Pathologically impaired healing in the elderly remains a major area of unmet clinical need that imposes a significant financial burden on the world's health services, along with severe patient morbidity. In women the transition to delayed healing coincides with menopause, where hormone levels, particularly estrogen, rapidly fall. Our group have previously shown that estrogen, rather than intrinsic ageing, is a major regulator of delayed healing in the elderly and that estrogen replacement, in both human and murine models, significantly improves healing. The aim of this study has been to functionally explore the role of estrogen signalling during healing, with a particular focus on the inflammatory response. Using transgenic mouse models, we present compelling new data that reveals diverse roles for the two estrogen receptors (ER) during healing. Specifically, in vivo cre-mediated ER ablation studies provide clear evidence that epidermal ERβ and inflammatory-cell ERalpha are important to mediate estrogen's beneficial effects on healing. Subsequent microarray analysis, of global ER null mice confirm a key role for ERβ mediating epidermal gene expression while ERalpha is required to regulate inflammatory-cell mediators. This led us to focus on the role of macrophage polarisation during healing, where we present data demonstrating dysregulation of macrophage polarisation in pre-clinical delayed healing models. Collectively, our in vivo and in vitro studies show that estrogen is able to promote alternative macrophage activation, mediated via ERalpha. Finally, we use a combined pharmacological inhibition and conditional genetic deletion approach to demonstrate a key role for the alternatively activated macrophage marker arginase during healing in both mouse and human. Overall, this research has significantly improved our understanding of the hormonal regulation of healing and highlighted important therapeutic targets that may be employed for the treatment of both acute and chronic wounds.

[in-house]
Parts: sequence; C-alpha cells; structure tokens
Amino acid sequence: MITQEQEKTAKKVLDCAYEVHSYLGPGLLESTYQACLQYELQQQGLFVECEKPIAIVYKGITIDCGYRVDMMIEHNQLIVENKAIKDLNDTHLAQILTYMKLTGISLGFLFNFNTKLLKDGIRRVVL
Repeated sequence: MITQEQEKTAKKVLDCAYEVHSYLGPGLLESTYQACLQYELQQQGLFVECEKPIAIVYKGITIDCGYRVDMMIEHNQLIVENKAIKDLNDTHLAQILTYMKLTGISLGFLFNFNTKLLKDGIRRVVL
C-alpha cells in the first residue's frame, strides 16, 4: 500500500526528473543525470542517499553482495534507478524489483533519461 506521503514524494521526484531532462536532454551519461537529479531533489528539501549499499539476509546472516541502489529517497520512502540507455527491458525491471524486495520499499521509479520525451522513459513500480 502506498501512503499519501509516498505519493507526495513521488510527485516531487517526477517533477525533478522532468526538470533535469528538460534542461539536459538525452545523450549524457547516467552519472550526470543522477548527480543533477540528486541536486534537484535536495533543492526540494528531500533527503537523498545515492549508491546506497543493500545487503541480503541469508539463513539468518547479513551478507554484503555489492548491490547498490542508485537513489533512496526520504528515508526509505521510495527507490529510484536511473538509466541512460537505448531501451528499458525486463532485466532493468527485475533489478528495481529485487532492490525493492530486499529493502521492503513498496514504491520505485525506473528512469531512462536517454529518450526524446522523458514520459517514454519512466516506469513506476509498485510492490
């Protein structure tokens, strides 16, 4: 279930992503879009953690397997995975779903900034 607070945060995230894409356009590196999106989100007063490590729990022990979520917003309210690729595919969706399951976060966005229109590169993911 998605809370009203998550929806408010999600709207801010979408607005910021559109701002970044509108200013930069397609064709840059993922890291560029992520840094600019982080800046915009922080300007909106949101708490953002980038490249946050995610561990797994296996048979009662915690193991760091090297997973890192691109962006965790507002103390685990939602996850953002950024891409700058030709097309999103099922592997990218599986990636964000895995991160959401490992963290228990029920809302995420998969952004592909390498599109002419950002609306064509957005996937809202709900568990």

|Date of Award
|1 Aug 2013
- The University of Manchester
|Andrew Boulton (Supervisor) & Hardman (Supervisor)